Executive Coaching: How to Use Interview-based Feedback Effectively- Part 2

This is the second of two blog posts looking at best practices for leveraging interview-based feedback in executive coaching, which is powerful for helping leaders understand their strengths and growth areas – and how they might achieve critical growth.

First, some context: Online surveys are great for quantitative assessment of effectiveness in executive coaching engagements, but the ability to explore ways in which a leader could understand the impact of ineffective behaviors are very limited, even if open-ended comments are asked for in the survey. For that and other reasons, finding ways to optimize an interview-based feedback approach can dramatically accelerate development of key talent.

To recap, my first blog post explored how to use business-focused data in executive coaching to identify meaningful development ideas, identify the “right” feedback providers, and create an environment that supports development. Read that piece here.

In this blog post, I examine two more key areas that can help ensure that interview-based feedback has the maximum impact.

“Casting the Net Wide”: Feedback Questions to Expand vs. Limit

Many organizations opt for executive coaching because the return on investment for such individualized development is generally very high. Supporting coaching with qualitative, interview-based feedback makes coaching more meaningful – much more than using a 360 competency survey. To ensure that data gathering is useful, it‘s critical to define the interview protocol and formulate questions to explore in the feedback interview.

Some coaches create customized interview protocols based on specific focus areas (e.g., presence, communication skills, strategic thinking, etc.). While this is can sometimes be useful, it narrows the feedback and may not allow for the real issues to arise.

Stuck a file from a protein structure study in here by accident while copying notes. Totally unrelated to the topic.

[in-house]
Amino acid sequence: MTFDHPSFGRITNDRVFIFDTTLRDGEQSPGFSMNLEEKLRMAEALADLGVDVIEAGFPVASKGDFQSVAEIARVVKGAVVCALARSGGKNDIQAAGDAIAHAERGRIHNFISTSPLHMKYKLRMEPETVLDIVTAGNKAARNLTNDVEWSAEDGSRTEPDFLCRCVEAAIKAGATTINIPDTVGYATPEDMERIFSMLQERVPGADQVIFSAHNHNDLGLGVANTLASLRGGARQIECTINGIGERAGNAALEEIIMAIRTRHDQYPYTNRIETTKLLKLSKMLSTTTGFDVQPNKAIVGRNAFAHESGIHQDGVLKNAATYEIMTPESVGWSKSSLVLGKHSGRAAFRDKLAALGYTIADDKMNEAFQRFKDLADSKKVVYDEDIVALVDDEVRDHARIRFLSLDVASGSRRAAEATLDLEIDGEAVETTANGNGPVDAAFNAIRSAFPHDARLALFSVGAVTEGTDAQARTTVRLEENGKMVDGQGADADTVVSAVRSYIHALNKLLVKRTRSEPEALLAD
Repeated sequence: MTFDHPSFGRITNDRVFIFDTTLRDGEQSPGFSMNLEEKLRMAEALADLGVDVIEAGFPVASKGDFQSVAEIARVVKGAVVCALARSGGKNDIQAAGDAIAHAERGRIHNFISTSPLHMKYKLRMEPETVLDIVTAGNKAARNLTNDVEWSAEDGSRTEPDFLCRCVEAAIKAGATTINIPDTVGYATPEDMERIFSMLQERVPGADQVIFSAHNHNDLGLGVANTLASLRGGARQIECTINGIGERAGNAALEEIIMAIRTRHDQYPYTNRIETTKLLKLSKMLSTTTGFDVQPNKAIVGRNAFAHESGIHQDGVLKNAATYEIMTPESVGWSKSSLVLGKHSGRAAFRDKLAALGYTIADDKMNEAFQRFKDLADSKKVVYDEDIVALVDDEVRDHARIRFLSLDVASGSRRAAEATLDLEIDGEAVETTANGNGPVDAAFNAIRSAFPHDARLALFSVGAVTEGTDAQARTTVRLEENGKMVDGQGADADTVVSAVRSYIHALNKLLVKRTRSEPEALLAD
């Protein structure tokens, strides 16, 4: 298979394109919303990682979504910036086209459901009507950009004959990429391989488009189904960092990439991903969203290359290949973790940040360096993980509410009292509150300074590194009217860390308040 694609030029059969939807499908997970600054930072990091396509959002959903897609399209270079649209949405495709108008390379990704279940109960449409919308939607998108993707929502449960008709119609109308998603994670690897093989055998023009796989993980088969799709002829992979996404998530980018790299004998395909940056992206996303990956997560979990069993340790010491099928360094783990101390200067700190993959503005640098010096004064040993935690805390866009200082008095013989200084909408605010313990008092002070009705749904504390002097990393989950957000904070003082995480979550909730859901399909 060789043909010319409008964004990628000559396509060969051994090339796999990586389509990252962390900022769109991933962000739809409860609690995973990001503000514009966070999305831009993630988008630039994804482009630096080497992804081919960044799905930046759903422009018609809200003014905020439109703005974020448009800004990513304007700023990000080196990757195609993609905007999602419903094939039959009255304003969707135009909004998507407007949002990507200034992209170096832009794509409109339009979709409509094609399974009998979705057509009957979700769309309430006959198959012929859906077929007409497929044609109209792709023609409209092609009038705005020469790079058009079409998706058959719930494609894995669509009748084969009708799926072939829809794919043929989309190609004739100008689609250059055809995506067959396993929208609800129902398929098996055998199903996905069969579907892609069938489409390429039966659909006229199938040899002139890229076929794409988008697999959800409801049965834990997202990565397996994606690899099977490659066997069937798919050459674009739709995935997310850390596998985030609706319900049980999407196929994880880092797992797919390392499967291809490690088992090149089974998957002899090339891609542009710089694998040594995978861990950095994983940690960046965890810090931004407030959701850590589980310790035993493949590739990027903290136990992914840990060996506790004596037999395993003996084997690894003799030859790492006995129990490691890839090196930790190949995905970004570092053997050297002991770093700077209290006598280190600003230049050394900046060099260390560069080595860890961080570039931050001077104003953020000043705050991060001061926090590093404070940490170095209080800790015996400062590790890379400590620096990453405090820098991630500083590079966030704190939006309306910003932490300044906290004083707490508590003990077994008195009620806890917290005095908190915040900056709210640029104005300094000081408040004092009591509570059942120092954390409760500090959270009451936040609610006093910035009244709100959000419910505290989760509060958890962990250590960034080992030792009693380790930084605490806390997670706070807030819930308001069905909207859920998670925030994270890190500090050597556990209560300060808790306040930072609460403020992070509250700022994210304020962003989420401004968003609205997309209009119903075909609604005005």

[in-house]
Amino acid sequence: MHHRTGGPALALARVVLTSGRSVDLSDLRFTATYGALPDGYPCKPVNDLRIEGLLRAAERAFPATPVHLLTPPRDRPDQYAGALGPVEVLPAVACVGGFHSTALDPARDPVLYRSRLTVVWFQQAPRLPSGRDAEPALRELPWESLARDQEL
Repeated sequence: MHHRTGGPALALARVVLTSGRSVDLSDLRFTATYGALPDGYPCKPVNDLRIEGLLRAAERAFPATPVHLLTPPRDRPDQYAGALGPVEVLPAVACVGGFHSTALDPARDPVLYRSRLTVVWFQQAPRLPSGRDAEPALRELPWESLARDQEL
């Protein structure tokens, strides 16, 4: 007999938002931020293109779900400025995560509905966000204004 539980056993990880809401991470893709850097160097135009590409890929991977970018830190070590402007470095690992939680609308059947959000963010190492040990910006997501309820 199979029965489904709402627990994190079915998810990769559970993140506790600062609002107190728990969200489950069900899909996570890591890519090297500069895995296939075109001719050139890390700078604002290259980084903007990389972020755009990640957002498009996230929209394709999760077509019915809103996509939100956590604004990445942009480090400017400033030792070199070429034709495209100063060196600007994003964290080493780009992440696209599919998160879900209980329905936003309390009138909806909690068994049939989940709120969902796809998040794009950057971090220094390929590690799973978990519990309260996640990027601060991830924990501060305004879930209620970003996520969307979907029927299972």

For example, a leader may have received feedback from their manager regarding their delegation skills (or lack of them). If the coach focuses on delegation, he or she might miss the fact that the culture does not permit errors and reinforces a high-control/no-fail environment instead.

For a leader who may have received feedback on his or her communication skills, a communications-only interview protocol could miss issues tied to strategic thinking or a need to better understand what messaging is needed.

Also, we often see feedback protocols that are populated by questions that are far too limited – questions such as “How does this leader get along with others?“, “What kind of strategic thinking capability does this leader have?”, “How collaborative would you say this leader is?”, or “How effective is he or she at delegating and collaborating?”

Such questions create too narrow a road for the stakeholders and do the opposite of what a truly effective coaching engagement ought to do: surface the critical issues defined by their stakeholders and how best to tackle their own development.

Drawing on more than 25 years of executive coaching engagements with global Fortune 500 firms, we have learned that a few simple, broad questions are far more effective than a dozen specific ones.

Asking about the most significant business challenges for the leader in the next 2-3 years, and then asking about that leader’s top 2-3 strengths and top 2-3 development areas related to those challenges crystallizes the key issues and development themes that become the focus of coaching. The open-ended, qualitative stakeholder feedback that comes from asking good follow-up questions to get examples of strengths and development needs is the color commentary.